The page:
Flora Hui

Learn More
Fibronectin fragments have both catabolic and anabolic activities toward articular cartilage explants in vitro. Whereas a 1 nM concentration of an N-terminal 29 kDa fibronectin fragment (Fn-f) increases the proteoglycan (PG) content of cartilage without induction of matrix metalloproteinases (MMPs), 0.1-1 microM Fn-f temporarily suppresses PG synthesis and(More)
We have reported that three different Fn fragments (Fn-f) added to bovine articular cartilage cultured in serum-free DMEM cause marked elevation of proteoglycan (PG) degradation and release into the culture media. We report here that the PG release required the continual presence of Fn-f, that PG release still occurred when serum-free cultures were switched(More)
OBJECTIVE To investigate whether fibronectin fragments (Fn-fs), shown to damage cultured cartilage, can be found in cartilage from patients with osteoarthritis (OA) or rheumatoid arthritis, or can be generated from fibronectin (Fn) within synovial fluids or from Fn in the matrix of cultured cartilage. To also determine whether cartilage or synovial fluid(More)
We reported earlier that Fn fragments (Fn-f) added to bovine articular cartilage cultured in serum-free DMEM cause marked elevated release of protease activity within a few days. This results in greatly elevated rates of release of proteoglycan (PG). We have now extended our studies to 4-week cultures of cartilage in the presence of 10% serum. We report(More)
Addition of fibronectin fragments to bovine articular cartilage explant cultures results in enhanced release of metalloproteinases and rapid cartilage proteoglycan (PG) degradation and loss. The chondrolysis begins with rapid PG degradation which markedly slows after 1 week. Preliminary observations suggest that catabolic cytokines mediate chondrolytic(More)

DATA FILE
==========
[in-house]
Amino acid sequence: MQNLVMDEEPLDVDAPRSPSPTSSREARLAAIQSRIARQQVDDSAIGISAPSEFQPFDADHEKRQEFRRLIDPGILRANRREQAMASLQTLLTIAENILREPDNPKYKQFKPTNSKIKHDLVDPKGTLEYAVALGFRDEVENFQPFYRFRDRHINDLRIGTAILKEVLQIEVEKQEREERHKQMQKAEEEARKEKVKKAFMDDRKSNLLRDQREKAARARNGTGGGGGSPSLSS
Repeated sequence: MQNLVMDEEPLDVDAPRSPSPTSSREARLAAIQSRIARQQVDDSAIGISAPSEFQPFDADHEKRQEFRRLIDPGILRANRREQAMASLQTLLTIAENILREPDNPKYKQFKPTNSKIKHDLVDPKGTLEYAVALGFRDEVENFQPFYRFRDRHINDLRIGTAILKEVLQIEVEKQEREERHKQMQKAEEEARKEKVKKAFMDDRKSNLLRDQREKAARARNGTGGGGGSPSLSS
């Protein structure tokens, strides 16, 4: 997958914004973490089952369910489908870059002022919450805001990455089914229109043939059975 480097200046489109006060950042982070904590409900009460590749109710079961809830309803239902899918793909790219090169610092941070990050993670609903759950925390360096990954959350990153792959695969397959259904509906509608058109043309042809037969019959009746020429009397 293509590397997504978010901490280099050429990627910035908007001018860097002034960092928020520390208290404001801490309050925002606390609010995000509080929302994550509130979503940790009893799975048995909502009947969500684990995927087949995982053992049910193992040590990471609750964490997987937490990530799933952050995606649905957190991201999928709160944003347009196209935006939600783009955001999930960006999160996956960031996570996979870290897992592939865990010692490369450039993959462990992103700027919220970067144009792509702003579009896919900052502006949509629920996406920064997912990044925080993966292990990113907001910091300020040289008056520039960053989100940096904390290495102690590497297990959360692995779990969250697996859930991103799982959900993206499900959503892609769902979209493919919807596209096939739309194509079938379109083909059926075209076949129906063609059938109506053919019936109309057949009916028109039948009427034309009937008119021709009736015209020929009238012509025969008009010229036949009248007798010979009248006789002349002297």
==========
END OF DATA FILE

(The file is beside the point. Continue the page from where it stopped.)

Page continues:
We reported earlier that fibronectin fragments (Fn-f) added to bovine articular cartilage cultured in serum-free culture causes marked protease expression with resultant proteoglycan (PG) degradation and release into the culture media. We have further characterized the effects of Fn-f by studies of the effects on proteoglycan, collagen, general protein, and(More)
Fibronectin fragments damage cartilage in vitro by greatly enhancing metalloproteinases and suppressing proteoglycan (PG) synthesis which results in severe cartilage PG depletion. Since reactive oxygen species (ROS) have been implicated in catabolic cytokine action and preliminary data suggested that catabolic cytokines such as TNF-alpha, IL-1 alpha, IL-1(More)
OBJECTIVE AND DESIGN The objective was to determine if agents that suppress catabolism might also enhance repair of irreversibly damaged cartilage. MATERIAL Articular cartilage from bovine metacarpophalangeal joints was studied in explant culture. TREATMENT Fibronectin fragments or IL-1 alpha, which potently cause proteoglycan (PG) loss from cartilage,(More)
A commercial preparation of 800-kDa hyaluronic acid (HA), (ARTZ from Seikagaku, Inc.), has been used as a therapeutic intervention in the treatment of osteoarthritis (OA). We tested the effect of this HA form, HA/800, in an in vitro cartilage chondrolytic system in which a specific amino-terminal 29-kDa fragment of fibronectin (Fn-f) penetrates cartilage(More)
In an accompanying manuscript, it was shown that the cartilage chondrolytic activities of fibronectin fragments (Fn-f), which are mediated through catabolic cytokines such as TNF-alpha, IL-1 and IL-6, could be suppressed by anti-oxidants (AOs). The AOs neutralized reactive oxygen species (ROS) which are known to mediate catabolic cytokine action. The(More)